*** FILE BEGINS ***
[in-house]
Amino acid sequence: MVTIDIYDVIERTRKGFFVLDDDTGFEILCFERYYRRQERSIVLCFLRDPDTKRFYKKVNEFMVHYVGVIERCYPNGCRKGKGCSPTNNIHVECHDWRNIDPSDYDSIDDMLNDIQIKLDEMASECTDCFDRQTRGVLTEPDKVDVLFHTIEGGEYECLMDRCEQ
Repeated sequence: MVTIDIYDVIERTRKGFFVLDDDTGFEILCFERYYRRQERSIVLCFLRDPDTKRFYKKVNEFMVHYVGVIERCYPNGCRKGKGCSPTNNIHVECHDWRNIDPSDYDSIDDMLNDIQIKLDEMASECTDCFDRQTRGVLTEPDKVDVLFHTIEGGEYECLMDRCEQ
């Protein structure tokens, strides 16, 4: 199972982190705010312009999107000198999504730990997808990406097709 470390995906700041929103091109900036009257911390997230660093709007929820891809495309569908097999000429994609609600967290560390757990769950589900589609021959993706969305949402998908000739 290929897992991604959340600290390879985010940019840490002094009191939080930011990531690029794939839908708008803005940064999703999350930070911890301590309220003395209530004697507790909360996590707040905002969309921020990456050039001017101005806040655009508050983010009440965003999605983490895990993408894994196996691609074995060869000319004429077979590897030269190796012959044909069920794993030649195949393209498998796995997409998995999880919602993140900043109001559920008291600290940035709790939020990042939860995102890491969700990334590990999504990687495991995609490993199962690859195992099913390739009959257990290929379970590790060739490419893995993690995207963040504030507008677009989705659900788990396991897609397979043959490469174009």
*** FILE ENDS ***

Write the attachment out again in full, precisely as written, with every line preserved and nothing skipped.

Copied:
[in-house]
Amino acid sequence: MVTIDIYDVIERTRKGFFVLDDDTGFEILCFERYYRRQERSIVLCFLRDPDTKRFYKKVNEFMVHYVGVIERCYPNGCRKGKGCSPTNNIHVECHDWRNIDPSDYDSIDDMLNDIQIKLDEMASECTDCFDRQTRGVLTEPDKVDVLFHTIEGGEYECLMDRCEQ
Repeated sequence: MVTIDIYDVIERTRKGFFVLDDDTGFEILCFERYYRRQERSIVLCFLRDPDTKRFYKKVNEFMVHYVGVIERCYPNGCRKGKGCSPTNNIHVECHDWRNIDPSDYDSIDDMLNDIQIKLDEMASECTDCFDRQTRGVLTEPDKVDVLFHTIEGGEYECLMDRCEQ
């Protein structure tokens, strides 16, 4: 199972982190705010312009999107000198999504730990997808990406097709 470390995906700041929103091109900036009257911390997230660093709007929820891809495309569908097999000429994609609600967290560390757990769950589900589609021959993706969305949402998908000739 290929897992991604959340600290390879985010940019840490002094009191939080930011990531690029794939839908708008803005940064999703999350930070911890301590309220003395209530004697507790909360996590707040905002969309921020990456050039001017101005806040655009508050983010009440965003999605983490895990993408894994196996691609074995060869000319004429077979590897030269190796012959044909069920794993030649195949393209498998796995997409998995999880919602993140900043109001559920008291600290940035709790939020990042939860995102890491969700990334590990999504990687495991995609490993199962690859195992099913390739009959257990290929379970590790060739490419893995993690995207963040504030507008677009989705659900788990396991897609397979043959490469174009």